- Sobriety Date: December 12, 2012
- Nature Lover
Nik K. is a thrill-seeker, competing in cycling and running races, and always looking for his next challenge. But it wasn’t always this way. Learn about Nik’s struggle with alcoholism and how
Nik has done it all. He’s running across the Grand Canyon, competed in several Ironman races, and biked through Europe. He also recently celebrated 10 years of sobriety. Nik’s life in recovery looks a lot different than it did over a decade ago, but it wasn’t easy to get there. Listen to Nik’s story about his struggle with alcoholism and how Mountainside led him to recovery.
Gosh, going back I kind of had a normal experience through high school and college. You know, I definitely was partying but it really didn’t feel like a lack of control. After college in my early 20s, that’s when things really started to shift. Whether it was just a lack of knowing where I was going or a period of depression. Drinking for me just really took a turn where it would get out of control. And I wasn’t sure what was going on. And then, really from like 22 until I walked into Mountainside, I progressed from just binge drinking to, I mean drinking before work, withdrawing really badly, going on multi-day blackout benders.
And I had one, I was off to the races and you know, just had a lot of denial. I was trying to follow the classic case of trying to figure out the way to get back. Finally, a series of events led up to me being too ashamed to ask for help, but knowing I was completely out of control and just kind of deciding I was going to go out one last time. Like super hard. Then, I kinda wound up—my boss at work found me in the bathroom. Like on the floor passed out and I spilled my guts. I told him everything and we called my dad and told him everything. And you know I said I needed help. So, it was just four years of really bouncing off the bottom, trying to figure it out, and I decided I needed to ask for help and kind of surrender at that moment.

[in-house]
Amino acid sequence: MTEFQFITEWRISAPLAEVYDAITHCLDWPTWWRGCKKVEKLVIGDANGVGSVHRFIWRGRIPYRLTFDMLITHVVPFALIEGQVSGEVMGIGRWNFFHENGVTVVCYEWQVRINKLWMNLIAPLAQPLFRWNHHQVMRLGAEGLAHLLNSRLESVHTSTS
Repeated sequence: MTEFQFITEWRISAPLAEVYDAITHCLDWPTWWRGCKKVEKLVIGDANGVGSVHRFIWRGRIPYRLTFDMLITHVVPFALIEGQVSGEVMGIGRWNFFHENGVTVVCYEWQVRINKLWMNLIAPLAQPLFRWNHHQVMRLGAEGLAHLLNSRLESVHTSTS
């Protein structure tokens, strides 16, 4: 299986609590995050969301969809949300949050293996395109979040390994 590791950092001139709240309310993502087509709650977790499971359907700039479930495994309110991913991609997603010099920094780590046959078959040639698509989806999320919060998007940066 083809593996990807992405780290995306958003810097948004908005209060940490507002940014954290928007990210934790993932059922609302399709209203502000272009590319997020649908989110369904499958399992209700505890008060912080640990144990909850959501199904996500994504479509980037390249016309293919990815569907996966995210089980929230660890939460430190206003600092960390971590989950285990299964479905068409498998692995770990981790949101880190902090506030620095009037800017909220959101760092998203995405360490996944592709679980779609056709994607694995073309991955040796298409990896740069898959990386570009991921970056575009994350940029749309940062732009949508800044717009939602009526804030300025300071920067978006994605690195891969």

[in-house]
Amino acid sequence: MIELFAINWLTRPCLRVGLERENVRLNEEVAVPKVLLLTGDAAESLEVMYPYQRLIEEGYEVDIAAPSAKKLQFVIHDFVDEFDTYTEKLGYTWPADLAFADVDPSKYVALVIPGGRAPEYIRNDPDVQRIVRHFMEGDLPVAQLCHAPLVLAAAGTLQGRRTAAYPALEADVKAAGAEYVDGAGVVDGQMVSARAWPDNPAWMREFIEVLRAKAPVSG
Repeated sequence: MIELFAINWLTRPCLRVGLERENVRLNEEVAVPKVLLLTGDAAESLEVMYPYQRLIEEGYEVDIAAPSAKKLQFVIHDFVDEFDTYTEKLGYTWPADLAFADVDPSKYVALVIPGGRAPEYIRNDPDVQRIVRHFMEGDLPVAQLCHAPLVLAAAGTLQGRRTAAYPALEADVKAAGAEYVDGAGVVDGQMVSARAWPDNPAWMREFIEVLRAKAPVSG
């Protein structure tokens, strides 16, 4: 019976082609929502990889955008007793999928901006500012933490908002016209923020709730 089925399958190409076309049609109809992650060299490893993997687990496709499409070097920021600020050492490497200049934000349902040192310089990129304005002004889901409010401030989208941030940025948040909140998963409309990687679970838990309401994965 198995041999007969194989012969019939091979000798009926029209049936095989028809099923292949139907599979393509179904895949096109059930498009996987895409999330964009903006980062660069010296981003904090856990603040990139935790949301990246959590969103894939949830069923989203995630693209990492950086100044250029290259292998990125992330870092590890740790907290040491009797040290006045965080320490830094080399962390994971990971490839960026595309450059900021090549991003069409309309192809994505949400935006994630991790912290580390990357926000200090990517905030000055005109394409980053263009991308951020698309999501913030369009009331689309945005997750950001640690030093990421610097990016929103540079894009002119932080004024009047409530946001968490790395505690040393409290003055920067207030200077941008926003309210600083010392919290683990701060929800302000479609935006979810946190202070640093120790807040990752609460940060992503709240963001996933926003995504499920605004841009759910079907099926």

I was really ashamed and didn’t know that much about addiction. I definitely had a skewed view of it. I saw alcoholism as kind of a failure to not have that control and so I really tried to keep everything a secret.
I was very much like an isolated kind of binge drinker. I did everything in my power to try and make it seem like I had it together. The first person that really confronted me was my girlfriend at the time because she saw some things unraveling, especially when I was not out in public or at work. She was trying to work with me on ways I could stop or slow it down but she wasn’t really taking a hard stance. I think she was just trying to figure it out herself.
I don’t know how I kept it a secret or kept it away from the people around me as long as I did. But I definitely had come up with all kinds of ways to do it. You know, I wasn’t going home that much. I was only going home for the holidays and trying to hold it together during those time frames. It was a real personal battle for most of that time.
I remember walking into Mountainside like it was yesterday. My sobriety date is December 12th of 2012. I definitely like surrendered in the moment and I knew I didn’t want to live like that anymore. I was pretty sick. I was withdrawing all the time. My whole life had really gotten so consumed by either drinking or trying not to drink. Everything was just such a narrow kind of sad focus for me, and that was not how I had envisioned things being for my life. And so I didn’t really know what to expect.
I remember the first AA meeting I went to was in the dining hall and it was an open meeting. And I just remember everyone being so happy. And I was so miserable. And that was really uplifting for me. And then what I really held on to was like I immediately started to hear things I related to and was sort of forced out of that feeling that my problems were so unique. And no one understood. I remember feeling incredible about that and just thinking I found all these people I didn’t know were out there. Everyone here seems like they’re laughing and smiling.